1986 DODGE 150 PICKUP VIN # 1B7FD14T1GS006316, Appellant, v. The STATE of Texas, Appellee.
Joe B. Queen appeals the judgment of the trial court forfeiting his 1986 Dodge pickup truck to the State of Texas. He contends the trial court erred by not granting his motion for directed verdict because the search leading to the seizure of his pickup truck violated his constitutional right prohibiting unreasonable searches and seizures under Article 1, Section 9, of the Texas Constitution and the Fourth Amendment to the United States Constitution.1
On January 4, 2002, police officers executed a search warrant for the residence of Sam Black, including any and all outbuildings and motor vehicles located on the property. During the execution of the search warrant, officers Danny Powell and Terry Bee observed Queen drive into the yard of Black's residence. The officers removed Queen from the vehicle and informed him they were police officers, that they were executing a search warrant on the premises, and that his truck was subject to search under the warrant. Powell asked Queen whether he had any drugs or other contraband in his vehicle. Queen replied, “probably.” A search of the vehicle revealed three plastic bags containing “white residue.”
Powell testified he field-tested this substance, and it tested positive for methamphetamine. Bee read Queen his Miranda2 rights and asked him why he was there. Queen stated he was there to get methamphetamine from Black. The State brought this action to forfeit Queen's truck.3
The trial of this matter commenced before the court October 16, 2002. The State presented Powell's testimony and then stated it had no further witnesses. Queen moved for a directed verdict on the ground that the search of his vehicle was not based on probable cause and violated his constitutional right to be free from unreasonable searches and seizures. The trial court denied the motion, and Queen presented a witness on his behalf. The trial court then sue sponte put “this case in recess” and, “in the interest of justice,” kept the record open for receipt of testimony concerning the Texas Department of Public Safety (DPS) laboratory test results. While Queen objected to this procedure, he makes no complaint about it on appeal.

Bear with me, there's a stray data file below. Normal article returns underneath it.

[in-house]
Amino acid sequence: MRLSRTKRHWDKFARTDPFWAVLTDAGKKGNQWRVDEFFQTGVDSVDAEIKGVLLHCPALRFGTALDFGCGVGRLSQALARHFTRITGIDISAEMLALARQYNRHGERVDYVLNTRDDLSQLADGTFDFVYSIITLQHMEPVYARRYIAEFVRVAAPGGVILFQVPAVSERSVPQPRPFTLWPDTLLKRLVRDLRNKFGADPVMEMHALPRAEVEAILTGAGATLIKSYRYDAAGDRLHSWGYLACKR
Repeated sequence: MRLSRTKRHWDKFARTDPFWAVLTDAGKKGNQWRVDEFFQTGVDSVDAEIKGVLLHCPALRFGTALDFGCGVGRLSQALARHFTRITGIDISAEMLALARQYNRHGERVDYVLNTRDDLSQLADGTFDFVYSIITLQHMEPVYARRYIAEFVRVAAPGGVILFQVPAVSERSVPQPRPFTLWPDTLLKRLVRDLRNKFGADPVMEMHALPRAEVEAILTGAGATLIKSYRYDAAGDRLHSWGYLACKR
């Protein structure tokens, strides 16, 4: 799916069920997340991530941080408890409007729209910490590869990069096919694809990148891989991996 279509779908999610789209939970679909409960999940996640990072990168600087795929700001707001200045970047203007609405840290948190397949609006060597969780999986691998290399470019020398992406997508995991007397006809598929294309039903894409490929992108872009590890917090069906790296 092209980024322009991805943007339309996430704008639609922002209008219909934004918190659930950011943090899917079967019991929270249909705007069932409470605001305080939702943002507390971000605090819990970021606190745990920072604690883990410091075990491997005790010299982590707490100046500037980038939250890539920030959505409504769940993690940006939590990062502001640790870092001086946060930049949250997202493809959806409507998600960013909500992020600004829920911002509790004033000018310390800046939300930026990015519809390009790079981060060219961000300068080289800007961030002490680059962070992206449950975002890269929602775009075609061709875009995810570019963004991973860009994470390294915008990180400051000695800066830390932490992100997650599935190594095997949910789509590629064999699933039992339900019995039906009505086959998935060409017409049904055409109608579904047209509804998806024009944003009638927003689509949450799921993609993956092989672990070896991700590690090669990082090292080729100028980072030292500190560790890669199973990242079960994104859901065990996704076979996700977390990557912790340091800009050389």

On November 14, 2002, at the trial court's urging, the State moved to reopen the case for receipt of the testimony concerning the laboratory test results. Karen Ream, a criminologist with the DPS, testified the bags found in Queen's truck contained .16 grams of methamphetamine. The trial court found that the 1986 Dodge pickup truck was contraband and subject to forfeiture. The court filed findings of fact and conclusions of law, and concluded “[t]he State proved by a preponderance of the evidence” that the seized vehicle “was contraband as defined by Art. 59.01(2)(B)(i) in that it was used in commission of a felony under Chap. 481.115 of the Texas Health and Safety Code.” The court also found the seizure of Queen's truck was incident to a lawful search.
Queen's sole point of error is the trial court erred by not granting his motion for directed verdict based on his contention the search of his vehicle was not based on probable cause and violated his constitutional right to be free from unreasonable searches and seizures. In order for an issue to be preserved on appeal, there must be a timely objection which specifically states the legal basis for the objection. Rezac v. State, 782 S.W.2d 869, 870 (Tex.Crim.App.1990); Zillender v. State, 557 S.W.2d 515, 517 (Tex.Crim.App.1977). An objection stating one legal basis may not be used to support a different legal theory on appeal. Zillender, 557 S.W.2d at 517. A failure to object can even waive an error involving constitutional rights, and the rule that the error presented on appeal must be the same objection raised at trial applies with equal force to constitutional violations. Little v. State, 758 S.W.2d 551, 564-65 (Tex.Crim.App.1988); Gauldin v. State, 683 S.W.2d 411, 413 (Tex.Crim.App.1984), overruled on other grounds, State v. Guzman, 959 S.W.2d 631 (Tex.Crim.App.1998); Russell v. State, 665 S.W.2d 771, 777-78 (Tex.Crim.App.1983).